The former Central Intelligence Agency and National Security Agency contractor fled the United States and ended up in Russia in 2013 after blowing the whistle on the vast extent of US and UK illegal mass surveillance programmes. He has gone on to advise people about how they can protect themselves against electronic snooping by governments.
NSA whistleblower Edward Snowden made an unusual appearance at a real estate investing Zoom conference over the weekend, spending several minutes talking about whistleblowing and ethics, pivoting the conversation to attack the host for his alleged involvement in a Ponzi scheme and abruptly leaving.
“In the context of this idea of whistleblowing, it’s really remarkable to me that people go through the day and they become so familiar with this sense of wrongdoing, with seeing things like I saw in the office [at the NSA] and hoping that somebody else would do something about it, or turning a blind eye and going ‘it’s not my problem, these are not my people, it doesn’t impact me, you know I can get by with it’, that just let things happen. But I don’t do that anymore,” Snowden said in a livestream with Canadian businessman and conference host Sunil Tulsiani on Saturday.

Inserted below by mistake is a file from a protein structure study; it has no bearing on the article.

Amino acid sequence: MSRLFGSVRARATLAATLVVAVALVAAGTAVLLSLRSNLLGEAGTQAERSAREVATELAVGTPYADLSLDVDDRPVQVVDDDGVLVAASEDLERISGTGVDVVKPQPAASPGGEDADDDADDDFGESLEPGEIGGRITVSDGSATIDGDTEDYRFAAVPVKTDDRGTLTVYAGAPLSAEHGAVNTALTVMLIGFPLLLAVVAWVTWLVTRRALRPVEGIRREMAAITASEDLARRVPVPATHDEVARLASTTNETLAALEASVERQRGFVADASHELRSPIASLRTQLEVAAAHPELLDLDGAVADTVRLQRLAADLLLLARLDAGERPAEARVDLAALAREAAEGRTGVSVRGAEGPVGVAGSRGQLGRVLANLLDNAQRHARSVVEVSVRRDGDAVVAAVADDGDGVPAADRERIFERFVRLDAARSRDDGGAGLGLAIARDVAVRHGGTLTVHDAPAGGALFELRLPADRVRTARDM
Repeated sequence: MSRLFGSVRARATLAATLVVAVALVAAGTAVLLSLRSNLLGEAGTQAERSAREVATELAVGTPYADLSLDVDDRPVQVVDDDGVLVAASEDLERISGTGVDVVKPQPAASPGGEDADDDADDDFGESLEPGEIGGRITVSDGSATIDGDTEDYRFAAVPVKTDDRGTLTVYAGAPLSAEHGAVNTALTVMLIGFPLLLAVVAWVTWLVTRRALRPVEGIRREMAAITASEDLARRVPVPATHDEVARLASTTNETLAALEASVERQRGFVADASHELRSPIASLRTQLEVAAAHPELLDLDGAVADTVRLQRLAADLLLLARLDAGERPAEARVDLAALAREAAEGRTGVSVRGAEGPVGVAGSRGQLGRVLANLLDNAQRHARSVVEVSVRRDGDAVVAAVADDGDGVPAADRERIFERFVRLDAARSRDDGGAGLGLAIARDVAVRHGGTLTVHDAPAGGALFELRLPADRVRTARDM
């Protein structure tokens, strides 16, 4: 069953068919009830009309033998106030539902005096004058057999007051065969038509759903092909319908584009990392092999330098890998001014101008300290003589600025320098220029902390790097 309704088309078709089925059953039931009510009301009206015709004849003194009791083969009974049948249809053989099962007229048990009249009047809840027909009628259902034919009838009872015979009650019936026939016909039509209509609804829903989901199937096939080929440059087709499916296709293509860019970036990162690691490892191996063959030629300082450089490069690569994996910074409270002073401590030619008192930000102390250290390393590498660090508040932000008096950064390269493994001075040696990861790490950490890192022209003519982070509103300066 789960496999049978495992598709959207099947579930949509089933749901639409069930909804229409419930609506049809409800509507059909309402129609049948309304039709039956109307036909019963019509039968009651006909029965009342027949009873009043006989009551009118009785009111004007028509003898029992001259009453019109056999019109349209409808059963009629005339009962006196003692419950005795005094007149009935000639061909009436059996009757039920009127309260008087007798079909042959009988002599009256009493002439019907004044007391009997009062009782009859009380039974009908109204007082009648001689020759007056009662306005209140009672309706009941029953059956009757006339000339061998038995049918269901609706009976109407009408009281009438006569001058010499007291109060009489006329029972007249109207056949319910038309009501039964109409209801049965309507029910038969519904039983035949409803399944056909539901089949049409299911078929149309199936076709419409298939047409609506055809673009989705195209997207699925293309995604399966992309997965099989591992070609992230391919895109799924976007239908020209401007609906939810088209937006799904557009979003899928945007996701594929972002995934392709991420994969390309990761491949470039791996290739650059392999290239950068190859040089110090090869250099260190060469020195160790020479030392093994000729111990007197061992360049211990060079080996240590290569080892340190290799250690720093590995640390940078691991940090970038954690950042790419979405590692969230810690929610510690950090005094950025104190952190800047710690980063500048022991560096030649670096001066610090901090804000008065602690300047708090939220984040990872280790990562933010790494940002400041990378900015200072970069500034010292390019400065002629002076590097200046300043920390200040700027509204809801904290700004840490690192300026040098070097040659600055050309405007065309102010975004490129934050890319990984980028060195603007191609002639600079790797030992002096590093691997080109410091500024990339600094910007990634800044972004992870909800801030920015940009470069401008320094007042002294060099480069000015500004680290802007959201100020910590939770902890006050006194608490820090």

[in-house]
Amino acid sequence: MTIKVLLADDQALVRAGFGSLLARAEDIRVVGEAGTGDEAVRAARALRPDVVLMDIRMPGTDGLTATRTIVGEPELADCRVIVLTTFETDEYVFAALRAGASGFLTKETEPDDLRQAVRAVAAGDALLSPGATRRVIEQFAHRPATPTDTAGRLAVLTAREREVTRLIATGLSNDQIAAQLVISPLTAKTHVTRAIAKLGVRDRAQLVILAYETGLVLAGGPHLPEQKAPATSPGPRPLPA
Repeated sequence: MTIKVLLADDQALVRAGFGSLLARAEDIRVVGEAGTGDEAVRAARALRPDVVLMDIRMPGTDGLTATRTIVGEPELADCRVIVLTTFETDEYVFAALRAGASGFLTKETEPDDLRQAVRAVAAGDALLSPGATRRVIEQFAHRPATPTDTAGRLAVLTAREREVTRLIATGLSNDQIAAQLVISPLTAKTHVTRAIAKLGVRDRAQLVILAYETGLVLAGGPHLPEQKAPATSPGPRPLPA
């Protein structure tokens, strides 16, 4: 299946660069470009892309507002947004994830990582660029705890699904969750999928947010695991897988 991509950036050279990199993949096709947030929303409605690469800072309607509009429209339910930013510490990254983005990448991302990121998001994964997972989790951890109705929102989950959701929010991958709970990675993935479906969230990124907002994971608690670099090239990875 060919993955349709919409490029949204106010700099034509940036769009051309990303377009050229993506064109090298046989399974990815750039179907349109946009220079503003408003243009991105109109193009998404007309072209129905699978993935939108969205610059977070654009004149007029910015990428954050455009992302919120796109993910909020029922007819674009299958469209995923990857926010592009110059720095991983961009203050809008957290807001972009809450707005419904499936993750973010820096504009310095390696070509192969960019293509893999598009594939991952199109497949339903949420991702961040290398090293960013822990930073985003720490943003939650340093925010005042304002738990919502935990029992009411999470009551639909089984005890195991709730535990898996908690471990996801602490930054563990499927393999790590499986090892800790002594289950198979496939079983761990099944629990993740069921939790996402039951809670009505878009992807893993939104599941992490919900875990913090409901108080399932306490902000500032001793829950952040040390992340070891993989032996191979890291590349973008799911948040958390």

He went on to explain that a friend had reached out to him to tell him that users had to pay to watch sections of the conference, and suggested that “in a time of inequality, we can’t accept that”.
“So I have to ask – it’s very unusual that you booked me for this conference because as a whistleblower it’s my obligation, I think personally and professionally to ask – is this you?” Snowden asked, posting a screengrab of a CBC News article accusing Tulsiani of running a $4.4 million Ponzi scheme involving the sale of high-risk bonds in Ontario and Manitoba.